• Rebecca
    2019-02-21 05:02

    I could easily see becoming a personal collector of Komako Sakai's illustrations. Here I especially loved the very spare use of hot pink lines in an otherwise muted palette of textured images painted on wood. The story was perfect, too.

  • Mary Lee
    2019-03-09 05:48

    Magic, wishes, foxes. Adorable jumping foxes.

  • Elena Maddox
    2019-02-25 12:03

    Beautiful illustrations. Good for toddlers or pre-K about sharing.

  • Rachel
    2019-03-11 08:58

    Such lovely illustrations, and I love the imagination of it all.

  • Jaime
    2019-03-16 05:04

    Writing a narrative with students? This would be an excellent mentor text. Beautiful story with dialogue. Love how the story unravels.

  • Mary
    2019-02-21 11:04

    Cute story, nice illustrations. Could for a read-aloud with 3-6 y/o.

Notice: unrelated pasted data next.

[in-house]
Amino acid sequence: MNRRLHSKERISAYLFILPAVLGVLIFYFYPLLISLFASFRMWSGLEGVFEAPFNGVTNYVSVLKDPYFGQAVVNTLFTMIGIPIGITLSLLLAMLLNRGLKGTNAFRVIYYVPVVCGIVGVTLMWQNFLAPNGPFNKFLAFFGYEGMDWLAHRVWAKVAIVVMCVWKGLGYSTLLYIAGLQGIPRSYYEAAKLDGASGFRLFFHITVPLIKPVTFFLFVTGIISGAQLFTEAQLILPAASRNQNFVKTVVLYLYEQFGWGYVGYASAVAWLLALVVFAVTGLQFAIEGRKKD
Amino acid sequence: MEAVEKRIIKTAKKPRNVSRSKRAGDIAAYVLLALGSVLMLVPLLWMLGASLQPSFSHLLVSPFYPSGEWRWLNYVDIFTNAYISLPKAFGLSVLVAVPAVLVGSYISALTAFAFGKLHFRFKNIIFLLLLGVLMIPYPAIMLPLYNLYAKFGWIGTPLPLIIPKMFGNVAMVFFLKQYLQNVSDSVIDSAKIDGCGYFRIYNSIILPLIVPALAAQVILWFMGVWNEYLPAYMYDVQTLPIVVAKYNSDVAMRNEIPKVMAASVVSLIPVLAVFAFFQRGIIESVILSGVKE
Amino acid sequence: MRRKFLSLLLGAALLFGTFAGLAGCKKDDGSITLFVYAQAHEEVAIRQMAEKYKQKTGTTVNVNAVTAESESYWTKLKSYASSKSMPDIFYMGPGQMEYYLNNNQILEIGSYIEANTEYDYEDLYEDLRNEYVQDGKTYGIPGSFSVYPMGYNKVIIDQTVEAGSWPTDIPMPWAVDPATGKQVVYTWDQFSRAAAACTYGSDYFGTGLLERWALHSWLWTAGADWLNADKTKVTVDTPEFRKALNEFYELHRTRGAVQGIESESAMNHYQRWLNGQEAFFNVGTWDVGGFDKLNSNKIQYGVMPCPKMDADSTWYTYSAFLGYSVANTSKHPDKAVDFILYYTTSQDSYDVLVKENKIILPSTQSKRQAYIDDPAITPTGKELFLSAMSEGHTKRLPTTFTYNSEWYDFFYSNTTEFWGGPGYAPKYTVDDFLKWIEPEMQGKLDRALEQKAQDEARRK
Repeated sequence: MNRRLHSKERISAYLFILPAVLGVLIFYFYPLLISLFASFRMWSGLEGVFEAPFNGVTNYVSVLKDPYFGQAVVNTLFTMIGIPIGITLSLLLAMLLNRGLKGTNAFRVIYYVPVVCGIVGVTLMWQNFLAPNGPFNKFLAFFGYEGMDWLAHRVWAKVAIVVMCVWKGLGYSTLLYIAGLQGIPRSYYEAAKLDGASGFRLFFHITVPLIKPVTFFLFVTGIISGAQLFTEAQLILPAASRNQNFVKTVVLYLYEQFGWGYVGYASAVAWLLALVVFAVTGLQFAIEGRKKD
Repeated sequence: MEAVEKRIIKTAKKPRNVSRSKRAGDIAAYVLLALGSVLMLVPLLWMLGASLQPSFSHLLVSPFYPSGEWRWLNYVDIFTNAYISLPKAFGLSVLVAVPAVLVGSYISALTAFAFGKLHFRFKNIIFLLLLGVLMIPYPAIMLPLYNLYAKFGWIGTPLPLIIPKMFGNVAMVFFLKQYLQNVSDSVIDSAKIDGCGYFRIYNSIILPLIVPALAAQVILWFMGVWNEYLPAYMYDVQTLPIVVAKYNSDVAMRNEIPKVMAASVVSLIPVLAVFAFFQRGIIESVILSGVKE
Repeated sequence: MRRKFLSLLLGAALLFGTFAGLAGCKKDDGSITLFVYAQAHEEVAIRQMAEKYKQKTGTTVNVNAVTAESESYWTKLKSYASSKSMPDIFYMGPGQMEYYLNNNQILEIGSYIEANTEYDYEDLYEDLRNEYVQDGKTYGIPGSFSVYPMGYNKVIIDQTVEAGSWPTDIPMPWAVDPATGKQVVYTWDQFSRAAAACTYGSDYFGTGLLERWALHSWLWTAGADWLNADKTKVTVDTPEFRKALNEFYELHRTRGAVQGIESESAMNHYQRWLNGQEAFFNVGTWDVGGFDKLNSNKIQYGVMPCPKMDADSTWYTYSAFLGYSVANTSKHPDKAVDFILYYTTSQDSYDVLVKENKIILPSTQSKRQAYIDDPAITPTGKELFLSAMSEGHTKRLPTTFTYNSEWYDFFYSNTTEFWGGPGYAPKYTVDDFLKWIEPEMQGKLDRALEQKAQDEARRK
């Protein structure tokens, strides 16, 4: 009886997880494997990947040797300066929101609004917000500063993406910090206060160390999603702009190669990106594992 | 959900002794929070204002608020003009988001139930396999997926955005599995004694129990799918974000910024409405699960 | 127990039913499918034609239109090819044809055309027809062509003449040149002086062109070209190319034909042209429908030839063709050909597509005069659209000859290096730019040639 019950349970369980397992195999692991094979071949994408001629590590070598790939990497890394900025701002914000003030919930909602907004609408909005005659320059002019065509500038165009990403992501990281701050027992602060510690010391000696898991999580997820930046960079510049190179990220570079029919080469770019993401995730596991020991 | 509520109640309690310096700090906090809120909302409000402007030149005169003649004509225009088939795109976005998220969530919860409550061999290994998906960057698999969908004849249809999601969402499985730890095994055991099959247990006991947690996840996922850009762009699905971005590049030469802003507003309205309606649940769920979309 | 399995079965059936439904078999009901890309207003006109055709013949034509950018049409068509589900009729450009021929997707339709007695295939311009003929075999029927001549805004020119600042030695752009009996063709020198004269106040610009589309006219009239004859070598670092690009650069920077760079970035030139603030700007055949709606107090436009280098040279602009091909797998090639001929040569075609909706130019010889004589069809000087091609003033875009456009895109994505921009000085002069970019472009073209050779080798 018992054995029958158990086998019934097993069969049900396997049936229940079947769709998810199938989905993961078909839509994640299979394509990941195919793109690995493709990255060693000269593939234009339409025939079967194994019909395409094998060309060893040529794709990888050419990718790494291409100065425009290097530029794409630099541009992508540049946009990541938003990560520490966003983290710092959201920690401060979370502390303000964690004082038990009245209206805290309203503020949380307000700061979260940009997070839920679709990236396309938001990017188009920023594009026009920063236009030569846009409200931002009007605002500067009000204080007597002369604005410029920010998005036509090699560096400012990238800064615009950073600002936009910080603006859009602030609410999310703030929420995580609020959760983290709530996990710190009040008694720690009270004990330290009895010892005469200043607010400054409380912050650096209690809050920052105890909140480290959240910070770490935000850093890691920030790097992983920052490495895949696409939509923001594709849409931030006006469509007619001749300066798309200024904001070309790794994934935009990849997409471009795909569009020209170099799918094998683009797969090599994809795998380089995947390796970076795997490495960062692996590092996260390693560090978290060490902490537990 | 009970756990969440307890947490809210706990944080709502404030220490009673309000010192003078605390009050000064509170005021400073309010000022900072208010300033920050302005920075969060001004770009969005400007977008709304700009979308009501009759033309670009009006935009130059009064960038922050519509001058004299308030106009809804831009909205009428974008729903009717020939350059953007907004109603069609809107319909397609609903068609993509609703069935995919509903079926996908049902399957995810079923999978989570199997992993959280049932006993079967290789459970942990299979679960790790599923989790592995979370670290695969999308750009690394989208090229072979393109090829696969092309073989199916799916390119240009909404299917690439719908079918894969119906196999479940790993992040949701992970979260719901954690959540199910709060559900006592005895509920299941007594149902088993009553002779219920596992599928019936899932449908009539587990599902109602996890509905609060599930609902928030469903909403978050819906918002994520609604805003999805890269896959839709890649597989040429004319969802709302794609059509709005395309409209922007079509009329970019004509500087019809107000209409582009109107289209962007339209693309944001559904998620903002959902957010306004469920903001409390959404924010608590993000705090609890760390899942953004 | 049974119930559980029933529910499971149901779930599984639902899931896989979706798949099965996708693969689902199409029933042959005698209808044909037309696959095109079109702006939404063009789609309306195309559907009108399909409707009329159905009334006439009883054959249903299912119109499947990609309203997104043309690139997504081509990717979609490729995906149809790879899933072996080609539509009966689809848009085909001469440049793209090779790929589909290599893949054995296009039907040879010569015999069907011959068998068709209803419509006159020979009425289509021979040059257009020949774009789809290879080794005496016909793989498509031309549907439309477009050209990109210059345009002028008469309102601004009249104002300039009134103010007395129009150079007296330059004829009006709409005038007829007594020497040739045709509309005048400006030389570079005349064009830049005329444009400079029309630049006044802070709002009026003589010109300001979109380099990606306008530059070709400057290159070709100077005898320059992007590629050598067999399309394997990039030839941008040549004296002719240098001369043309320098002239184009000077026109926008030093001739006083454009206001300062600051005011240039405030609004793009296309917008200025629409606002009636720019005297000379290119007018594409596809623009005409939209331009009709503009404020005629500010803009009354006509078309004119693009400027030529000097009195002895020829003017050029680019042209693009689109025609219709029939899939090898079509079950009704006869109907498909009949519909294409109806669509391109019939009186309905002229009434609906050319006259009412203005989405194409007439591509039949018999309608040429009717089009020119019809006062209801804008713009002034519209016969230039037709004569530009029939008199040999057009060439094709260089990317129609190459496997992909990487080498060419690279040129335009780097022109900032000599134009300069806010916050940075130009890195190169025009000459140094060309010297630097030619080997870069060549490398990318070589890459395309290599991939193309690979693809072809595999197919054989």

• Gina
    2019-03-24 09:15

    Delicate, glowing illustrations enhance this sweet story.

  • Steph
    2019-02-28 04:52

    Whimsical and adorable, and yet ended so suddenly. A very short little story; wish this had kept going. =)

  • Kristy McRae
    2019-03-14 04:58

    Absolutely love this story! So sweet and cute!

  • Amanda Harrison
    2019-03-10 07:57

    A lost jumprope, a group of foxes, and the power of being a friend. Author Kimiko Aman offers children into a true glimpse of what is important in life.Well recommended.

  • Emily
    2019-03-18 03:58

    weird not in they way I like

  • Donna
    2019-03-21 05:09


  • Michelle
    2019-03-08 09:54

    Cute but eh

  • Beckyt
    2019-03-11 05:48

    What an adorable book! So sweet and silly! The illustrations and story are charming.

  • Wendy Lukert
    2019-03-04 08:10

    this is so cute

  • Stacy
    2019-03-16 06:52

    Cute and whimsical. I had to read this book when I saw foxes jumping rope.